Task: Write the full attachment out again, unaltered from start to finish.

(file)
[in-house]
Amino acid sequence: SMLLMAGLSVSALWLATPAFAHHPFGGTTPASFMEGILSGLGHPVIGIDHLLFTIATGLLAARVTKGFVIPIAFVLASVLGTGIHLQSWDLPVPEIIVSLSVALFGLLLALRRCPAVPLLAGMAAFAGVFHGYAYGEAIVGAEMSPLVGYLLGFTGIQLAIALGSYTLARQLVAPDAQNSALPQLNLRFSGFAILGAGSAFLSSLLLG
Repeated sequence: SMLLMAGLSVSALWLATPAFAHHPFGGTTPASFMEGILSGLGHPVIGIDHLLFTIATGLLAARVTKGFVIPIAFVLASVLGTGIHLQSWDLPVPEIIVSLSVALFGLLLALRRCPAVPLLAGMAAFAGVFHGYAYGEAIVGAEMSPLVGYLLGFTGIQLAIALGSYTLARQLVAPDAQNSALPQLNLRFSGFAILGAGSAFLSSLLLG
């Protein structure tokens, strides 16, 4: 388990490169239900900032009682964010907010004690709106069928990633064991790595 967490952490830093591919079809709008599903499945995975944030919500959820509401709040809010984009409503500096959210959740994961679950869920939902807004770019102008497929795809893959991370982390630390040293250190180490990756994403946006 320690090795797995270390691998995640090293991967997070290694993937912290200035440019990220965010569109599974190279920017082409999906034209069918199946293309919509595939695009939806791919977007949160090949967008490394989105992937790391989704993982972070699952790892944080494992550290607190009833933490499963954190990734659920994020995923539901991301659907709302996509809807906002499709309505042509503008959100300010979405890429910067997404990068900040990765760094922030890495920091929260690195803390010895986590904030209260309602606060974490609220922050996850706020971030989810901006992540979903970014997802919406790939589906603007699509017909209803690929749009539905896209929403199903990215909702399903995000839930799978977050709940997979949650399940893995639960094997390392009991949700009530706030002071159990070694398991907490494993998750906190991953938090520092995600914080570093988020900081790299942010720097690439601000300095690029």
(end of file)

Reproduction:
[in-house]
Amino acid sequence: SMLLMAGLSVSALWLATPAFAHHPFGGTTPASFMEGILSGLGHPVIGIDHLLFTIATGLLAARVTKGFVIPIAFVLASVLGTGIHLQSWDLPVPEIIVSLSVALFGLLLALRRCPAVPLLAGMAAFAGVFHGYAYGEAIVGAEMSPLVGYLLGFTGIQLAIALGSYTLARQLVAPDAQNSALPQLNLRFSGFAILGAGSAFLSSLLLG
Repeated sequence: SMLLMAGLSVSALWLATPAFAHHPFGGTTPASFMEGILSGLGHPVIGIDHLLFTIATGLLAARVTKGFVIPIAFVLASVLGTGIHLQSWDLPVPEIIVSLSVALFGLLLALRRCPAVPLLAGMAAFAGVFHGYAYGEAIVGAEMSPLVGYLLGFTGIQLAIALGSYTLARQLVAPDAQNSALPQLNLRFSGFAILGAGSAFLSSLLLG
């Protein structure tokens, strides 16, 4: 388990490169239900900032009682964010907010004690709106069928990633064991790595 967490952490830093591919079809709008599903499945995975944030919500959820509401709040809010984009409503500096959210959740994961679950869920939902807004770019102008497929795809893959991370982390630390040293250190180490990756994403946006 320690090795797995270390691998995640090293991967997070290694993937912290200035440019990220965010569109599974190279920017082409999906034209069918199946293309919509595939695009939806791919977007949160090949967008490394989105992937790391989704993982972070699952790892944080494992550290607190009833933490499963954190990734659920994020995923539901991301659907709302996509809807906002499709309505042509503008959100300010979405890429910067997404990068900040990765760094922030890495920091929260690195803390010895986590904030209260309602606060974490609220922050996850706020971030989810901006992540979903970014997802919406790939589906603007699509017909209803690929749009539905896209929403199903990215909702399903995000839930799978977050709940997979949650399940893995639960094997390392009991949700009530706030002071159990070694398991907490494993998750906190991953938090520092995600914080570093988020900081790299942010720097690439601000300095690029």